Floor It

Floor It

Today’s all about the floor. Not because we’ve spent too many Saturday nights falling asleep there, although we’re not denying that either.

First up, we’re back to the LS-swapped WRX as we finish cleaning up the trunk. If you recall from the last time this car graced us with its presence on the blog, we were able to finish constructing the cage for the trunk-mounted fuel cell. Once that was welded into the body, well, there are a whole lot of gaping holes left in the trunk, seeing as how we cut the floor out. Well, now it’s time to patch those up. We started with arguably the trickiest piece of flooring, as it’s a relatively thin strip of metal that needs to have several crazy contours in it to match up to the rear body panels on the car.


Now, we’re not just taking mental note of the general shape and doing a “cut as you go” method when it comes to replacing this floor. Nope, we’re doing it the good ol’ fashioned way — with cardboard prototype pieces. Once we’ve figured out exactly how we want the metal cut, then we transfer it to the proper medium. But there’s no sense wasting metal (or time), so it’s better to measure twice and cut once.


As you may expect, on top of prototyping the metal pieces before we cut them, we also do plenty of test-fitting with the floor panels to ensure an even, attractive fit.


After the pieces have been shaped and fitted, we bring it back over to our working space, where we take a ruler to it and mark it evenly around the edge of the piece. We’re doing this so that we can drill those marks out in preparation for spot-welding the new floor to the old body. Each piece is marked, drilled and welded in individually upon finalization of fitment.


Now we’ll fast forward a small bit — our intrepid blogger was too busy wasting a sick day to nurse a particularly awful hangover — and the floor is complete! After the spot welding finished up, we cleaned up the welds, applied a coat of primer to the metal to seal it off from any moisture accumulation, and then seam-sealed the floor together at the end. Now, it’s water-tight, matches the inside metal of the trunk pretty nicely, and will provide some extra trunk space around the fuel cell. After all, he’ll still need to buy groceries, take clubs to the golf course and take dead hookers to a friend’s industrial meat-grinding company.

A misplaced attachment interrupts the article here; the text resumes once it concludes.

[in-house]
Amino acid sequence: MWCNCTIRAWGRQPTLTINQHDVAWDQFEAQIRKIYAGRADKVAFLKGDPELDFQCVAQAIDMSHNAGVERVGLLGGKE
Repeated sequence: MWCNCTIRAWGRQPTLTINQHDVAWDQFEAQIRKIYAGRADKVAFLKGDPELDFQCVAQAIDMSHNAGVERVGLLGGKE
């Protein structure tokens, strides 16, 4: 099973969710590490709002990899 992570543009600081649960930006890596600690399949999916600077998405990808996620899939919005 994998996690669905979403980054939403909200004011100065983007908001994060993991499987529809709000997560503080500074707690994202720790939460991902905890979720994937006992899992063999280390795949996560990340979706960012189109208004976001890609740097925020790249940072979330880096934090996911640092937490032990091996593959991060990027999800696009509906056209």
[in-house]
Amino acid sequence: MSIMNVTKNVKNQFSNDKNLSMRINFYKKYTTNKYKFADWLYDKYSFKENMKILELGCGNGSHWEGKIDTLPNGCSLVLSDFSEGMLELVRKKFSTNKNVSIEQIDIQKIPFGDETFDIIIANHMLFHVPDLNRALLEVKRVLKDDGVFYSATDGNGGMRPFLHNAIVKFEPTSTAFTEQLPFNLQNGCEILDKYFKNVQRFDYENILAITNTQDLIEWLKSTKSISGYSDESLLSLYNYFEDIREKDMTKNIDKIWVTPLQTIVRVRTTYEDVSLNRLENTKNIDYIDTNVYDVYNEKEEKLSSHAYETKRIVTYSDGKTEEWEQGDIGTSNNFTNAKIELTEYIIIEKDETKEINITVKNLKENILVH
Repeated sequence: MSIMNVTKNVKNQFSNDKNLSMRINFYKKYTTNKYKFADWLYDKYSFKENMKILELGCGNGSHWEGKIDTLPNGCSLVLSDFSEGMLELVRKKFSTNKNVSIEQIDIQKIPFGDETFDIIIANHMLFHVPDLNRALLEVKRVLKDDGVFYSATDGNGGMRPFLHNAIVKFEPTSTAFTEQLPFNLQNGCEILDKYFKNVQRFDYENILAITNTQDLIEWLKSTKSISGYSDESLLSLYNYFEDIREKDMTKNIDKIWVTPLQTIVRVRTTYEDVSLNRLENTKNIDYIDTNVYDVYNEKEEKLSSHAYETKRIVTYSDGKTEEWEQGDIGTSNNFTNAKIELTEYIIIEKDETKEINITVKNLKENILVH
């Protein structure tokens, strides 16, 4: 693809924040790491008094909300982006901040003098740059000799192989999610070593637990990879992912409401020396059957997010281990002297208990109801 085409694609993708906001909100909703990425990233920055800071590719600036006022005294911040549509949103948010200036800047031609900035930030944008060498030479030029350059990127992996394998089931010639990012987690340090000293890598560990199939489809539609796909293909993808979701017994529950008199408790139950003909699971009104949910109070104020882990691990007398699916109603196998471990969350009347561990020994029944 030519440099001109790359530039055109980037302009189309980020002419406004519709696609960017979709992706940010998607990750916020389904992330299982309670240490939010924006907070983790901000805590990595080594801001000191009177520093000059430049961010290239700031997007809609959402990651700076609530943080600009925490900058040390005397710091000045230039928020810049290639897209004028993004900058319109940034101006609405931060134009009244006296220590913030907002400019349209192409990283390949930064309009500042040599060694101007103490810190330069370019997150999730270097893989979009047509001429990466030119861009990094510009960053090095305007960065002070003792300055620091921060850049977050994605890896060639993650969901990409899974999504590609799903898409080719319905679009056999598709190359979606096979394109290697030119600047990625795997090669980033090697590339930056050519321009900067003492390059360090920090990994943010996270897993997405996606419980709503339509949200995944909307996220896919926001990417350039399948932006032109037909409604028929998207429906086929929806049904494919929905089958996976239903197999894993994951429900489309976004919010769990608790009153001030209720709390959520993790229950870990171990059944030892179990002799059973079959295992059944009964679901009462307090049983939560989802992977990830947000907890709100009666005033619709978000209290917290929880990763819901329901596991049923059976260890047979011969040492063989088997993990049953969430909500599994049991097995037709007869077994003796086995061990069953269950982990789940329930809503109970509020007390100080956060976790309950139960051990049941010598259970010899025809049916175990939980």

In other news related to the floor, the Audi A4 in our shop will be sitting on the floor soon enough, as we’re making headway in his bags installation. Last time, we situated the Bagyard Bombers airbags into the vehicle, along with some rudimentary mounting of the ECU and air control systems in the trunk. Now, it’s time to get the air lines installed. Since there’s plenty of space underneath the car, we’re able to run the lines in a way that will have them go virtually unnoticed if the car is lifted up in the air. The rear bags were the easiest to mount, as you can basically tuck the lines up and behind the rear differential, with only a small bit peeking out at the airbag itself.


The fronts are a little trickier, since there’s a lot more distance the lines need to cover, but up by the bags it’s not too bad. We’re able to run them through the stock bodywork and out of the way of all the drivetrain and suspension components near the steering knuckles. And since these lines look more or less like every other small, black line running around in the car, you’ll barely even know they’re there.


We even came up with a stealthy solution to run the air lines to the front of the vehicle. By following the OEM hard lines that are already there, it’ll look like just another fuel or oil line running back and forth down the length of the car. The one problem with this setup, though, is that the air lines won’t be held in place by anything … or will they? Jay, being the crafty little shrew that he is, had a few extra hard line clips in his toolbox that he modified to snap to the air lines, securing them against the OEM hard lines and giving it a very OEM+ appearance underneath.


As always, there’s plenty more action happening at the shop than what you see on the blog. Every corner of FMU is bristling with work, and we’re doing our best to get through it all with thorough documentation for you lovely blog reading folks. Some customers have requested a bit of silence or suppression of pictures during the actual build progress, and we’re gladly obliging. In due time, though, that means we’ll have dozens upon dozens of pictures to show you, on builds you don’t even know about yet! Get ready, big things are always making their way through the woodwork.

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